Imelda Cajipe Endaya is a feminist pioneer. Her artistic practice is inflected by community organizing; she helped to found KASIBULAN, a feminist arts organization focused on “crafts that are the traditional domain of women,” in 1987, and Pananaw, an important arts journal first published in 1997. Her work is based on a keen appreciation of social issues and postcolonial politics as understood through the lens of womanhood. Curated by Lara Acuin and Con Cabrera, the recent retrospective at the Cultural Center of the Philippines, “Imelda Cajipe Endaya: Refusal and Hope,” presented the kaleidoscopic range of the artist’s oeuvre—from early prints (chine collé, embossed, and image transfer), to textile works, to large-scale oil paintings incorporating materials such as sawali: strips of bamboo woven to create architectural fixtures in the Philippine tropics. When Cajipe Endaya narrates historical and art-historical events, she prioritizes the experience of womanhood. For example, in the first room of the gallery, the site-specific installation Kapatiran ng mga Lakambining Maybahay Redux (Sisterhood of Nurturing Chieftains Redux), 2022, was an altar to the wives, mothers, sisters, and daughters of Filipino revolutionary figures. The altar, adorned with kitchen ornaments, showcases icons of saints with indigenous tattoos.
If craft is the “domain of women,” Cajipe Endaya uses it to trouble the discourse of mastery typically accorded male practitioners in art history. “Conversations on the Spoliarium and Women’s Work,” 2004, consisted of collages of silk-screen prints of Juan Luna’s Spoliarium, 1884, one of the best-known works of Philippine colonial painting. The prints were placed side by side with images of women artists, artworks by women, found textiles and patterns, and other motifs that derail the classical macho temper of Luna’s painting. Luna is an exceptional intertext in this work. One of the most important Filipino painters, he is also infamous for the 1892 murder of his wife and mother-in-law in a fit of jealousy.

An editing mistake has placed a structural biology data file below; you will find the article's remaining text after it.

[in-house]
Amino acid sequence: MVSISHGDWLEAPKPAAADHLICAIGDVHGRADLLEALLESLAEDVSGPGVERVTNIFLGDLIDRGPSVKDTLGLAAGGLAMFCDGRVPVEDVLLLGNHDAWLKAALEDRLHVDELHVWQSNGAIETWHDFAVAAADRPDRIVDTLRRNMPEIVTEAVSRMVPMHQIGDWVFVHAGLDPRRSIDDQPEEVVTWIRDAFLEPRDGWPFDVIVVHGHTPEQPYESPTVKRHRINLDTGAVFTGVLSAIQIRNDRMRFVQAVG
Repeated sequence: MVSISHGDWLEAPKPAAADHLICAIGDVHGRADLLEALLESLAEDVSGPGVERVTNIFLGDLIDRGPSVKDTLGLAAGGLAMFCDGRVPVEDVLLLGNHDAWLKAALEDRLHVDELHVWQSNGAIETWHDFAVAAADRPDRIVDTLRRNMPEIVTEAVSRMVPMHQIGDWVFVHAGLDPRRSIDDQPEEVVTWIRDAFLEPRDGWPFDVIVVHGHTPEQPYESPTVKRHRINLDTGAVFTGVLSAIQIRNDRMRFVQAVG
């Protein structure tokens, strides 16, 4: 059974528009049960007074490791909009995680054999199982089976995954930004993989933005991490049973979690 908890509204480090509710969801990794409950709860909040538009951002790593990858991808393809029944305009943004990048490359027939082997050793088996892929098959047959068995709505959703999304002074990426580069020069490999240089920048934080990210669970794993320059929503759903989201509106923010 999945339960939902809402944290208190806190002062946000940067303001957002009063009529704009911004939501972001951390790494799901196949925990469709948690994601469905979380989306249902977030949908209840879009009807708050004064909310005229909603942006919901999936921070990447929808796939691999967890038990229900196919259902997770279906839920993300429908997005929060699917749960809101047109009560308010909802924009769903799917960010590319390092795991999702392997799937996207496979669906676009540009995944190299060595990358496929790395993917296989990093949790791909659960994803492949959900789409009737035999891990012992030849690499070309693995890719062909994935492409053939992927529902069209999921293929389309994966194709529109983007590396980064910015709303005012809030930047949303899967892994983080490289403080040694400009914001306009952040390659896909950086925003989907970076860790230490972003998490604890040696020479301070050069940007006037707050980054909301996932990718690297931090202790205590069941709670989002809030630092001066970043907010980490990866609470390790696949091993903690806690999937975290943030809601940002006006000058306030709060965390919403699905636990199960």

In the nine-part oil painting, May bukas pa, inay (There Is Still Tomorrow, Mother), 1982, a woman dried her eyes against a post-nuclear-war landscape. Various figures—including the child clinging to her—resemble miasmic clouds, appearing to melt or blow away. Leafless tree limbs punctuate the central panel, where the deep-blue sky is tinged with noxious ochers. These themes were expressed even more overtly in the tempera-on-paper works Protest vs. Bataan Nuclear Plant 1 and 2, 1984. These show a woman carrying a child while flexing her fist, which is inscribed WOMAN POWER CAN STOP THE NUCLEAR PLANT. (Conceived in response to the 1973 oil crisis in the Philippines, the Bataan Nuclear Power Plant was one of Ferdinand Marcos’s major projects during his dictatorship; it was left unfinished owing to safety concerns and corruption.)
In the installation The Wife Is a DH, 1995, Cajipe Endaya allowed a glimpse into the life of a Filipina domestic helper (DH), a migrant woman laborer who works as a maid or nanny overseas. The work is the artist’s response to the tragic fate of domestic helpers, including Flor Contemplacion, who was executed in Singapore in 1995, and Sarah Balabagan, who that same year was convicted of murdering an employer who had tried to rape her in the United Arab Emirates. Cajipe Endaya presents an open suitcase with limbs attached—a hand holding a cleaning cloth, a fist against a piece of traditional Filipiniana scarf, a foot on a coconut husk used to polish floors. “Imelda Cajipe Endaya: Refusal and Hope” showcased an important Filipina artist who has consistently engaged with the urgencies of her time and refused the conventions of fine art in favor of an art of political potency.
— Carlos Quijon Jr.